#TheSpaceBar® is a blog by Alex and serves as a ride-along journey on his personal quest to learn more about Outer Space-related facts, laws, science, policies, and regulations. 

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Disclaimer: This blog offers no legal advice, is not intended to be a source of legal advice, and does not create an attorney-client relationship. If you need legal advice, please seek out a lawyer directly. I am just a space cadet in this adventure, and after all, space law/policy can be like rocket science.

Top Commercial Enterprises for Outer Space Launch (Part Three)

Top Commercial Enterprises for Outer Space Launch (Part Three)

Artist rendering of Bloostar before its release and ignition from balloon gondola (Courtesy of  Zero 2 Infinity )

Artist rendering of Bloostar before its release and ignition from balloon gondola (Courtesy of Zero 2 Infinity)

Look up at the stars and not down at your feet. Try to make sense of what you see, and wonder about what makes the universe exist. Be curious.
— Stephen Hawking

Many have labeled 2019 as the year of commercial space—and with good reason. There are many exciting developments in store this year, especially in the commercial space launch sector. With that in mind, I want to present a high-level overview of the top companies in this space. Using SpaceFund’s Reality Rating, I will provide a brief introduction to each of the top 17 enterprises—those that have achieved a rating of 7, 8, or 9 on the SpaceFund’s February 28, 2019 update—focused on commercial launch operations.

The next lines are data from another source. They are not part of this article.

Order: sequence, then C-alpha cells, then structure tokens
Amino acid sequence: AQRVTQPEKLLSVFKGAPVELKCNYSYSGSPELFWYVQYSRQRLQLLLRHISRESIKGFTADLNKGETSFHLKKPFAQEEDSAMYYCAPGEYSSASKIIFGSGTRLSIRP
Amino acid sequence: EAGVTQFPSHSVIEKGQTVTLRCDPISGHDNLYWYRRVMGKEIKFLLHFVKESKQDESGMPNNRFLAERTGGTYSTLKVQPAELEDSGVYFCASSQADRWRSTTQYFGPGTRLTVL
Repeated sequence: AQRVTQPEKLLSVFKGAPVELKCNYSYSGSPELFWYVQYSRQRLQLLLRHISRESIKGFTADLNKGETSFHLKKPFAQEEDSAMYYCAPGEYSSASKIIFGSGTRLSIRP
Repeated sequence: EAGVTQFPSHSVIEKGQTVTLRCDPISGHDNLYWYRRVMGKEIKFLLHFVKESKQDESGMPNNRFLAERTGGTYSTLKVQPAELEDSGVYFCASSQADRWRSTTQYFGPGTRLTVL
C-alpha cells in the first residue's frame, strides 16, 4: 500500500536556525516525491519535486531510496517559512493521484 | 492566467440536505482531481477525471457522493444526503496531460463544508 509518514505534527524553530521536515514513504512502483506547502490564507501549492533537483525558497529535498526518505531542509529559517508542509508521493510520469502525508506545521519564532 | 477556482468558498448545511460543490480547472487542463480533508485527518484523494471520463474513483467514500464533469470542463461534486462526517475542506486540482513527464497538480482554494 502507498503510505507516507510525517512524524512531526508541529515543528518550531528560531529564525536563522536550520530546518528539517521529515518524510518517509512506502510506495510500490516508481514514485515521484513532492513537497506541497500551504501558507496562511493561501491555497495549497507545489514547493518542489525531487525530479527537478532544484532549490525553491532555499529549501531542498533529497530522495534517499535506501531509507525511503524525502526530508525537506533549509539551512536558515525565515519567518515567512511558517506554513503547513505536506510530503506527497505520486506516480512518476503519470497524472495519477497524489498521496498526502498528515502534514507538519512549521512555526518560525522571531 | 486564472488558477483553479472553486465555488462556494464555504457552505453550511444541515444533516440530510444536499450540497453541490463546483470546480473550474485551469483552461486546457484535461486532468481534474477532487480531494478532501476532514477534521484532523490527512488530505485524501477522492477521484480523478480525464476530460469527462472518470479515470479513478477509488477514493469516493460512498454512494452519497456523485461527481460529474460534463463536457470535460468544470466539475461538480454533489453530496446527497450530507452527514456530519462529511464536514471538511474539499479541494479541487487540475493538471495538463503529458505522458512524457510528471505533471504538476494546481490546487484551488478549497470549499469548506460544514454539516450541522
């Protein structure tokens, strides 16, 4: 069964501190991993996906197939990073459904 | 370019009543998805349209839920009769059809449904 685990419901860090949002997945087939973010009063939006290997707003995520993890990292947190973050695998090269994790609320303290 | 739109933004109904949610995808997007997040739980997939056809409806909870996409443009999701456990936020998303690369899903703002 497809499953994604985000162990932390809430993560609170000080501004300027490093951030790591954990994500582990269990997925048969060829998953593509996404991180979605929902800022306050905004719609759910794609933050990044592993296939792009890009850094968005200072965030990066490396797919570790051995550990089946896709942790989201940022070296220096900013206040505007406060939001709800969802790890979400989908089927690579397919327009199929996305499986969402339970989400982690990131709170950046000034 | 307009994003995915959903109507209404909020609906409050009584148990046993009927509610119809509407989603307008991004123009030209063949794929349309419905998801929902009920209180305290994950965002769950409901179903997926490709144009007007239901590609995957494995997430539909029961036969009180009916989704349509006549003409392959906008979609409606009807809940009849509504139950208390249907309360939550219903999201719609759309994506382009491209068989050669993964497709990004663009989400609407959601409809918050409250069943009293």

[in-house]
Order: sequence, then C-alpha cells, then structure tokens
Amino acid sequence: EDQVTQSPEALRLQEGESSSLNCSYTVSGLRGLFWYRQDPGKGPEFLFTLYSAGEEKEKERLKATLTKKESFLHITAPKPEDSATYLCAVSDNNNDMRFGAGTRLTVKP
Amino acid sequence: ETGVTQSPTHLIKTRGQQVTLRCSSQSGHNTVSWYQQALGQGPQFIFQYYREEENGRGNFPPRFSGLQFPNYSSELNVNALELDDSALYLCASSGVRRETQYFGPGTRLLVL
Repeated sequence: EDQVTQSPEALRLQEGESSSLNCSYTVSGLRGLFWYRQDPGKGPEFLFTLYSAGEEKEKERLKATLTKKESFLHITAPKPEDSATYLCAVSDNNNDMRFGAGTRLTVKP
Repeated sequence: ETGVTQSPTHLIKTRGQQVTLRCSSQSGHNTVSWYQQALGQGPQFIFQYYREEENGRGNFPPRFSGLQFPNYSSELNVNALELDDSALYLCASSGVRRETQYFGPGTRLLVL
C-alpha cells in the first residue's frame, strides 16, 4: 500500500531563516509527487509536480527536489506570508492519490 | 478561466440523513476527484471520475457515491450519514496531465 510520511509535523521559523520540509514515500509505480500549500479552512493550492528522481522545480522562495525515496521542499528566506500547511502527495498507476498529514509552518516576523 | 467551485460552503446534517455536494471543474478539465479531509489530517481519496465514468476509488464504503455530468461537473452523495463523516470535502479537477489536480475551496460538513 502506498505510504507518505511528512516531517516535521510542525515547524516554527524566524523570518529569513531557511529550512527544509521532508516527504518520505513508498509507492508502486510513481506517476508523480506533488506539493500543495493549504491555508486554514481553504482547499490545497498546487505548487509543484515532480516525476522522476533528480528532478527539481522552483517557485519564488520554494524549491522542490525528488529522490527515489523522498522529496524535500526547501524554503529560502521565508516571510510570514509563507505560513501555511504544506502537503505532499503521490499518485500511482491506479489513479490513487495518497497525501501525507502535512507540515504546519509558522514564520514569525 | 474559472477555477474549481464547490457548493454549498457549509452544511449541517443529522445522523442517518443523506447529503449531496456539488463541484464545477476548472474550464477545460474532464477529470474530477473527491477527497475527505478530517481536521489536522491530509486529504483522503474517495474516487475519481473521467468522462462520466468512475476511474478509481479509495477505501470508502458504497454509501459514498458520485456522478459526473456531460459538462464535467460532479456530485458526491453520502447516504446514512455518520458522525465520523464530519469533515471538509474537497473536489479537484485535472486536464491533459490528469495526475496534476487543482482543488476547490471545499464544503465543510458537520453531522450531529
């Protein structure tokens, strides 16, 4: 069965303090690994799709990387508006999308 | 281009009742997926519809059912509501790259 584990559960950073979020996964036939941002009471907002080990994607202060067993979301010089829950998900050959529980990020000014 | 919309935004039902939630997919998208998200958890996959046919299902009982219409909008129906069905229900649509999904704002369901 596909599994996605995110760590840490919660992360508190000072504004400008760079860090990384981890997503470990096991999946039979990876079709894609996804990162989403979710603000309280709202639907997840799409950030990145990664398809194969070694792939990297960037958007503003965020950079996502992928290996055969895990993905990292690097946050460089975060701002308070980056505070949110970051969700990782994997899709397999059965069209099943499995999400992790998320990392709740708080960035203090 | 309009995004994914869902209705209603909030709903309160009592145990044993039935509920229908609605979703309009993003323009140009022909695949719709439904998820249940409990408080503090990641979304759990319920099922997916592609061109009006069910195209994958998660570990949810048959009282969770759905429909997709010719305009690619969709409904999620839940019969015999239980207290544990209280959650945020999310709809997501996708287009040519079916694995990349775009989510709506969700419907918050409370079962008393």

In Part One, we explored Arianespace SA, Blue Origin, LLC, Northrop Grumman Corporation, Rocket Lab USA, SpaceX Corp., and United Launch Alliance. In Part Two, we continued with ExPace Technology Corporation, Sierra Nevada Corporation, Swedish Space Corp., Virgin Galactic, Virgin Orbit, and World View Enterprises. In this Part Three, we will wrap up with Boeing’s Phantom Express, Firefly Aerospace, Stratolaunch Systems Corporation, Vector Launch Inc., and Zero 2 Infinity.  

Boeing’s Phantom Express